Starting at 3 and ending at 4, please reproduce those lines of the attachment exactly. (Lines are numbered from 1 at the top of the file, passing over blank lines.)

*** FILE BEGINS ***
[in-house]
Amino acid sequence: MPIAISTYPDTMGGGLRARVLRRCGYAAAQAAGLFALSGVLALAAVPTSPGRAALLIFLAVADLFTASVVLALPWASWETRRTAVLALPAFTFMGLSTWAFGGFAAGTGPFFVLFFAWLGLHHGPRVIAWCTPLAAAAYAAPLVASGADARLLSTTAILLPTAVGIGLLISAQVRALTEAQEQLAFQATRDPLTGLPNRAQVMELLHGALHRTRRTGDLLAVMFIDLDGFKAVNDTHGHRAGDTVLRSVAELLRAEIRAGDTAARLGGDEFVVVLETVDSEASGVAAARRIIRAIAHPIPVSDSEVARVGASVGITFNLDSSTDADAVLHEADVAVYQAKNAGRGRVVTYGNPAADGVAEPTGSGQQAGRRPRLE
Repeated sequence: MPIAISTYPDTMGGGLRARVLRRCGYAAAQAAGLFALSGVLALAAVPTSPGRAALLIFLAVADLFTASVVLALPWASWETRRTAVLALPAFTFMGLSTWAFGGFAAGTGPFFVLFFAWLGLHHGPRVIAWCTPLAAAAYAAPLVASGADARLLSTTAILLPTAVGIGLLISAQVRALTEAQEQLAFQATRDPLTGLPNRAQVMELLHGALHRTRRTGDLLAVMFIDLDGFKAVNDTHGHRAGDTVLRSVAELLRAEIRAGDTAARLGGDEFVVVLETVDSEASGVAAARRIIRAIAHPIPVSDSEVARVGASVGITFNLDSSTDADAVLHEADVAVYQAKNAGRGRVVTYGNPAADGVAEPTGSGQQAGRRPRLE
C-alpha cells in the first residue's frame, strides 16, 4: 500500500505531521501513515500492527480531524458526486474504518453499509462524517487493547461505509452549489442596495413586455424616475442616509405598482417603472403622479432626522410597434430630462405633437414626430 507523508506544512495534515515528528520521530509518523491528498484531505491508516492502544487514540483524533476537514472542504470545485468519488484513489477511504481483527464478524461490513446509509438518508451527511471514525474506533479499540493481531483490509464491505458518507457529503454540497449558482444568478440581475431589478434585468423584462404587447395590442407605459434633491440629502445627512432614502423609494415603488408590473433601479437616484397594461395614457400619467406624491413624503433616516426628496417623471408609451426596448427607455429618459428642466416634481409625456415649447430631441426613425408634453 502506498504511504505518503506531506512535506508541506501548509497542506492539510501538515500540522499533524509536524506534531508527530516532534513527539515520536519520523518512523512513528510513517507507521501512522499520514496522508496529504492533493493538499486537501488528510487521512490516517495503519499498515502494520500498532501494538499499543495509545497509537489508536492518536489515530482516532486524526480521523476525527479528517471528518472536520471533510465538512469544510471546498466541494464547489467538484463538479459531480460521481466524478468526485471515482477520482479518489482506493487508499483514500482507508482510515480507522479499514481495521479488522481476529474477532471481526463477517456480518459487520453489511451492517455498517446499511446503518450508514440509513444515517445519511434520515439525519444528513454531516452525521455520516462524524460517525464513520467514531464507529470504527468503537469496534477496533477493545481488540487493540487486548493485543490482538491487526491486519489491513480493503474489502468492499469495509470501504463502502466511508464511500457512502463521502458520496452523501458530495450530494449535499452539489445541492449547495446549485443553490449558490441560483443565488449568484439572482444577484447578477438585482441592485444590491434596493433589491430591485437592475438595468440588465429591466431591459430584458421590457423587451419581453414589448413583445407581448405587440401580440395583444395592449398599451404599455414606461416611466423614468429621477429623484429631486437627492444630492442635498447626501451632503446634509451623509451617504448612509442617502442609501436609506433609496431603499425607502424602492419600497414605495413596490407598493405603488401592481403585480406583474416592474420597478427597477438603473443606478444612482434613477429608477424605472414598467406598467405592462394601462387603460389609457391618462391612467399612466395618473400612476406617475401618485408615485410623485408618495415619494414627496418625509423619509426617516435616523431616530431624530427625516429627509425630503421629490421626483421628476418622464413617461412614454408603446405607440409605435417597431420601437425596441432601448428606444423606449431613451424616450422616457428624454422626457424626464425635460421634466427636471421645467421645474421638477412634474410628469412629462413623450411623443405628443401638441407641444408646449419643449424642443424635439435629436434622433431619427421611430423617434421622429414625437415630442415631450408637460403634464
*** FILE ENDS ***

Repeated sequence: MPIAISTYPDTMGGGLRARVLRRCGYAAAQAAGLFALSGVLALAAVPTSPGRAALLIFLAVADLFTASVVLALPWASWETRRTAVLALPAFTFMGLSTWAFGGFAAGTGPFFVLFFAWLGLHHGPRVIAWCTPLAAAAYAAPLVASGADARLLSTTAILLPTAVGIGLLISAQVRALTEAQEQLAFQATRDPLTGLPNRAQVMELLHGALHRTRRTGDLLAVMFIDLDGFKAVNDTHGHRAGDTVLRSVAELLRAEIRAGDTAARLGGDEFVVVLETVDSEASGVAAARRIIRAIAHPIPVSDSEVARVGASVGITFNLDSSTDADAVLHEADVAVYQAKNAGRGRVVTYGNPAADGVAEPTGSGQQAGRRPRLE
C-alpha cells in the first residue's frame, strides 16, 4: 500500500505531521501513515500492527480531524458526486474504518453499509462524517487493547461505509452549489442596495413586455424616475442616509405598482417603472403622479432626522410597434430630462405633437414626430 507523508506544512495534515515528528520521530509518523491528498484531505491508516492502544487514540483524533476537514472542504470545485468519488484513489477511504481483527464478524461490513446509509438518508451527511471514525474506533479499540493481531483490509464491505458518507457529503454540497449558482444568478440581475431589478434585468423584462404587447395590442407605459434633491440629502445627512432614502423609494415603488408590473433601479437616484397594461395614457400619467406624491413624503433616516426628496417623471408609451426596448427607455429618459428642466416634481409625456415649447430631441426613425408634453 502506498504511504505518503506531506512535506508541506501548509497542506492539510501538515500540522499533524509536524506534531508527530516532534513527539515520536519520523518512523512513528510513517507507521501512522499520514496522508496529504492533493493538499486537501488528510487521512490516517495503519499498515502494520500498532501494538499499543495509545497509537489508536492518536489515530482516532486524526480521523476525527479528517471528518472536520471533510465538512469544510471546498466541494464547489467538484463538479459531480460521481466524478468526485471515482477520482479518489482506493487508499483514500482507508482510515480507522479499514481495521479488522481476529474477532471481526463477517456480518459487520453489511451492517455498517446499511446503518450508514440509513444515517445519511434520515439525519444528513454531516452525521455520516462524524460517525464513520467514531464507529470504527468503537469496534477496533477493545481488540487493540487486548493485543490482538491487526491486519489491513480493503474489502468492499469495509470501504463502502466511508464511500457512502463521502458520496452523501458530495450530494449535499452539489445541492449547495446549485443553490449558490441560483443565488449568484439572482444577484447578477438585482441592485444590491434596493433589491430591485437592475438595468440588465429591466431591459430584458421590457423587451419581453414589448413583445407581448405587440401580440395583444395592449398599451404599455414606461416611466423614468429621477429623484429631486437627492444630492442635498447626501451632503446634509451623509451617504448612509442617502442609501436609506433609496431603499425607502424602492419600497414605495413596490407598493405603488401592481403585480406583474416592474420597478427597477438603473443606478444612482434613477429608477424605472414598467406598467405592462394601462387603460389609457391618462391612467399612466395618473400612476406617475401618485408615485410623485408618495415619494414627496418625509423619509426617516435616523431616530431624530427625516429627509425630503421629490421626483421628476418622464413617461412614454408603446405607440409605435417597431420601437425596441432601448428606444423606449431613451424616450422616457428624454422626457424626464425635460421634466427636471421645467421645474421638477412634474410628469412629462413623450411623443405628443401638441407641444408646449419643449424642443424635439435629436434622433431619427421611430423617434421622429414625437415630442415631450408637460403634464